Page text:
- First lever: a thorough review of the way we design our projects, with a global approach covering the entire life cycle of the works. We are rolling out eco-design practices across all our businesses. In practice, this means putting minimising environmental impact on the same level as our technical, functional and structural optimisation. By 2030, 100% of projects that can be eco-designed will be. This will be Egis' technical signature, our "trademark".
- Lever 2: A proactive innovation policy to develop new solutions and services that contribute to EEO. Our field of action is that of solutions that can be concretely implemented in regional projects to transform sectors (transport, construction) that by their very nature are highly emissive. Our main areas of exploration are the circular economy (e.g. our start-up Cycle Up, a marketplace dedicated to the re-use of construction materials), carbon sequestration through nature-based solutions (our Landboost, Seaboost and Soil-is solutions), adaptation to climate change (identification of climate vulnerabilities, resilience planning, crisis management) and innovative financing schemes (green finance).
- Lever 3: Progressively develop our business portfolio to increase the proportion of our sales that make a significant contribution to the environmental and energy transition. This is the most strategic area, and involves integrating ESG criteria into the core of our company's strategic decision-making processes, following the example of acquisitions or GO/NO GO projects. It also means accepting that we will have to give up some of our commitments. We have done this by strengthening our fossil fuel divestment policy. The strength of our commitments is measured by the extent to which we back down. It's a question of consistency.
Is that enough? No. We have to recognise that, collectively, we are far from the goal set by the Paris Agreement. We need to shift gears. It is still possible. The big challenge today is to accelerate, scale up and massively scale up truly transformative action. And to do that, we need to act at the level of industries and sectors: breaking down barriers, sharing and exploring new sources of value together. That is why is why we have set up a research chair on digital twins for sustainable construction with six other industrial and academic partners (ESTP, Bouygues Construction, Schneider Electric, Arts et Métiers, BRGM, SNCF Réseau). This could only be achieved by combining the views and expertise of all the partners.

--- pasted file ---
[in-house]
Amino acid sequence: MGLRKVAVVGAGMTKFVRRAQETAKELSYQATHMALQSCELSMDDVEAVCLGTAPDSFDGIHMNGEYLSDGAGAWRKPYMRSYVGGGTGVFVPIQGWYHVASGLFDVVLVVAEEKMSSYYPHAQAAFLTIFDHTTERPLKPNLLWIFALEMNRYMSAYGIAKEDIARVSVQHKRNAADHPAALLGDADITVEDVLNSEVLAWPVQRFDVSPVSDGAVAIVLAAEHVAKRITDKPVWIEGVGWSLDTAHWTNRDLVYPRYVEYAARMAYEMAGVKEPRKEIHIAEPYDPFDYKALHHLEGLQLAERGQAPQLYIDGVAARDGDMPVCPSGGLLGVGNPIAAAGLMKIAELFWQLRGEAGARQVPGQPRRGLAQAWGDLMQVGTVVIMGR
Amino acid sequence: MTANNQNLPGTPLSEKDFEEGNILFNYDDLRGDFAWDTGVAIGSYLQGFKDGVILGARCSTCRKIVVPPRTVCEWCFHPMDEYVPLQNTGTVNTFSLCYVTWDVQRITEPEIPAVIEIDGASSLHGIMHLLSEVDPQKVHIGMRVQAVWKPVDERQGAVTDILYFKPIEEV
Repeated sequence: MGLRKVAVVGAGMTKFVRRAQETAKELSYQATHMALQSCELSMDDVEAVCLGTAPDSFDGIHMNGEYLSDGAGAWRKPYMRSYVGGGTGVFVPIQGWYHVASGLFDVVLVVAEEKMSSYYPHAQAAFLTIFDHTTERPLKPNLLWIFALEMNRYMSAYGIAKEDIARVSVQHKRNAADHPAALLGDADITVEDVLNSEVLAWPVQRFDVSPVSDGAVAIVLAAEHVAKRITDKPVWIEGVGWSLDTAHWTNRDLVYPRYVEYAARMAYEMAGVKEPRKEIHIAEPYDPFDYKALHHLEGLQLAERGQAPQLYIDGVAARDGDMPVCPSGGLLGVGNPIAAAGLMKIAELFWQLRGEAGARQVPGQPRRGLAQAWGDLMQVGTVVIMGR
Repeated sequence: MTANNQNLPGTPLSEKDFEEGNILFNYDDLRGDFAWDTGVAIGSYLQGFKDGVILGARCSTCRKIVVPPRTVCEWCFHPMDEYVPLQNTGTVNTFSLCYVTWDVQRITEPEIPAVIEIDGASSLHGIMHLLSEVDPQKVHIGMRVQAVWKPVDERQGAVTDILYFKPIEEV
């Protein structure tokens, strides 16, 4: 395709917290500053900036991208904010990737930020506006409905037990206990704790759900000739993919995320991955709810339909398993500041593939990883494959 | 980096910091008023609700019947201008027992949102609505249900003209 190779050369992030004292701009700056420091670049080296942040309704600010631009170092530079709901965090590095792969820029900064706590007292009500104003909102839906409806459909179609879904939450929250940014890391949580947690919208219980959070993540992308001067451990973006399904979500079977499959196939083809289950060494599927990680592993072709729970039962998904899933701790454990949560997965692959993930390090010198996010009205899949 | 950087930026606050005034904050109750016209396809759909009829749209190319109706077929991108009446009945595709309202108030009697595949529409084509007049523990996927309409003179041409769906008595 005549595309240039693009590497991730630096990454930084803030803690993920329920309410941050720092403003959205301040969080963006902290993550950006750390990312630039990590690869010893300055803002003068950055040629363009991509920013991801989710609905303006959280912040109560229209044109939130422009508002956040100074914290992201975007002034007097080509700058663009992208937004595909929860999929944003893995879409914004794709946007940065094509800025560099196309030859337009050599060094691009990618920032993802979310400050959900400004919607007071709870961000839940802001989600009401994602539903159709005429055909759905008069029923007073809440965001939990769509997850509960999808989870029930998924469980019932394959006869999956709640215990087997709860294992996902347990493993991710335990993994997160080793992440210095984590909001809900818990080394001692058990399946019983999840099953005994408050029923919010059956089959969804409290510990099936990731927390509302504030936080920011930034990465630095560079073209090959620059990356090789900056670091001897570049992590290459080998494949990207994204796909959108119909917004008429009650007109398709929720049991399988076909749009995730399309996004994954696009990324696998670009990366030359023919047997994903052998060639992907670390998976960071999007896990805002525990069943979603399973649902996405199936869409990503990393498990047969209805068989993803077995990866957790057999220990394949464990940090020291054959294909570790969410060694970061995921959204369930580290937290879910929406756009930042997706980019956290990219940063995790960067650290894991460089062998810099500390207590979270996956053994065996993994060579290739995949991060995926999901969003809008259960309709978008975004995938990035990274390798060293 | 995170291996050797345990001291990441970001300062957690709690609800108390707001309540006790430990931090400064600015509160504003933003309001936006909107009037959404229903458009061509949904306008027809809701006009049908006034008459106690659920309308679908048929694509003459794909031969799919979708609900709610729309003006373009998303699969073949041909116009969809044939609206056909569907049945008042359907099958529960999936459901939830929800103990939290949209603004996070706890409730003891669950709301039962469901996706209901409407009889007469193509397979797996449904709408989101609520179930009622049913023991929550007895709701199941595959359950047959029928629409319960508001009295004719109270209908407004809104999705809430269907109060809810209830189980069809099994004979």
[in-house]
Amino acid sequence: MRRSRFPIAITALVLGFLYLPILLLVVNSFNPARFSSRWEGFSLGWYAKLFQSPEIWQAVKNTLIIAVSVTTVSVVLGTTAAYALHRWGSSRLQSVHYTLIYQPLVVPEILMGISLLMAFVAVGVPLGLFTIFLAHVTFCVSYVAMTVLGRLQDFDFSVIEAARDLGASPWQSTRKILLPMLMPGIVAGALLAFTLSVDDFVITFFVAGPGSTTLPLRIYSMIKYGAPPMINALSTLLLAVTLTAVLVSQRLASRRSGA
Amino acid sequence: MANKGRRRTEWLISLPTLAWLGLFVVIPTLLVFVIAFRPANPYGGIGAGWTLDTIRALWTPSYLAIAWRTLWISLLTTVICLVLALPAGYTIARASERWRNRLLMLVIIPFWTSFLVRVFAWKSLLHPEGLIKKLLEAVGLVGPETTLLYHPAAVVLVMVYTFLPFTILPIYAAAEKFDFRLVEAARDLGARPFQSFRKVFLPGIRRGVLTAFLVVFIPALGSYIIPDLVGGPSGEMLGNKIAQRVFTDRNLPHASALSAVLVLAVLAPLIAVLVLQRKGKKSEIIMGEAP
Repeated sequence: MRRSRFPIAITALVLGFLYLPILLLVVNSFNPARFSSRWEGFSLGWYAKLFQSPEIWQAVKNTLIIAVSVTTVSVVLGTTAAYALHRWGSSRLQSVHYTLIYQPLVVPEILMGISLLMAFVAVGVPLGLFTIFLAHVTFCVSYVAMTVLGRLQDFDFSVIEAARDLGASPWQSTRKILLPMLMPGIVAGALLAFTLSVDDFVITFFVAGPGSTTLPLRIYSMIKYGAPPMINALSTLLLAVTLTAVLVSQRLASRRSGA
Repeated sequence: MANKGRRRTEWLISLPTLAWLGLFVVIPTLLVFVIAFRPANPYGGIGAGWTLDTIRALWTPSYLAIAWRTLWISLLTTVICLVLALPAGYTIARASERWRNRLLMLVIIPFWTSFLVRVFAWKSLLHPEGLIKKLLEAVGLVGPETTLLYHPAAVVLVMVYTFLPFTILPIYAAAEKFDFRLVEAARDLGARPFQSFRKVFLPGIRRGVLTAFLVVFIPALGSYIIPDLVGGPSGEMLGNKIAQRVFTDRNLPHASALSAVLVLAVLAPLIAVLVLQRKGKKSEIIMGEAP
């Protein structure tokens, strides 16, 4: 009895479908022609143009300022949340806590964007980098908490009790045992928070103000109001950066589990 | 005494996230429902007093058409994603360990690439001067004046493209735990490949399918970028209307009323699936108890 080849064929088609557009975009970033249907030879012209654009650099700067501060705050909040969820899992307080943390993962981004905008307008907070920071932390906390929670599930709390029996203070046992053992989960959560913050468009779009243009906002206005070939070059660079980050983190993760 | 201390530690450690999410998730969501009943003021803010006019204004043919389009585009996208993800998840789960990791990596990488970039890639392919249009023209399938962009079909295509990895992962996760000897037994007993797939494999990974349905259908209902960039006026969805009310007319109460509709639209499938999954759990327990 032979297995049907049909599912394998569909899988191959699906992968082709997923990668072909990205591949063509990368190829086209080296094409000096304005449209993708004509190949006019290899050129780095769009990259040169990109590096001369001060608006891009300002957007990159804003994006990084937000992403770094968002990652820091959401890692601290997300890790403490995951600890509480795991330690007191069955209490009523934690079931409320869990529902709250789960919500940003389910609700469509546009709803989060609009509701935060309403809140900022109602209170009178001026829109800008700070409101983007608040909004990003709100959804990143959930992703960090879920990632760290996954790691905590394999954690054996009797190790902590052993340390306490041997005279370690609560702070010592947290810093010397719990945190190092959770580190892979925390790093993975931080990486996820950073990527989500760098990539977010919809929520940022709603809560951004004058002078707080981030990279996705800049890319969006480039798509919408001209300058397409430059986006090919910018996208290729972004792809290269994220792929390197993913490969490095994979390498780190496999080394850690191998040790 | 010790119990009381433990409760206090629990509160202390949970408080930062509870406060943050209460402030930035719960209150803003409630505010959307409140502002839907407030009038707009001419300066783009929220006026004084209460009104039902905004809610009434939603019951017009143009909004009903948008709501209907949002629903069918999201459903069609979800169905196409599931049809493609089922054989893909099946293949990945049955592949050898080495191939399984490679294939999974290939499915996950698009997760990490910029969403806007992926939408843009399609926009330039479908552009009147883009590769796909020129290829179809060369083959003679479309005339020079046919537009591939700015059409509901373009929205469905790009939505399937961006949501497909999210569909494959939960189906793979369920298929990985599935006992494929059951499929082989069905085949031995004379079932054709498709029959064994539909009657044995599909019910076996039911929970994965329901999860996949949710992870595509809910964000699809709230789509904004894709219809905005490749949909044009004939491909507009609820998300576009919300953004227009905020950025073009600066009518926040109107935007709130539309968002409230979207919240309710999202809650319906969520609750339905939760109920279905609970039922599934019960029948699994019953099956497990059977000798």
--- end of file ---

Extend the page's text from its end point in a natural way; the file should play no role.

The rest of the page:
The crux of the matter will be to rethink our business models and gradually move away from the linear economic logic that prevails today (based on the sequence extract, produce, consume, discard) towards more virtuous economic logics based on circularity, use and sharing. It's about continuing to do business, but in a different way. Together, we need to be a driving force behind proposals to ensure that methodologies and regulatory frameworks evolve when they are no longer adapted to the new challenges. This is what we are currently working on at Syntec Ingénierie.
Finally, the last change we need to make is a cultural one.
"Enthusiasm is the basis of all progress." — Henry Ford
The situation is frightening. And we know that fear is paralysing. The best cure for eco-fear is eco-action. What sets things in motion are emotions, aspirations and positive visions that give meaning. This is what we have been experimenting with at the Egis Foundation, which is dedicated to the fight against climate change and a just transition. As part of the annual Innovation Challenge for students around the world, we have partnered with the biennial PhotoClimat event to raise public awareness through art and youth empowerment.
The pathways to a post-carbon society do exist, and they need to be opened up and explored... Challenging but exhilarating!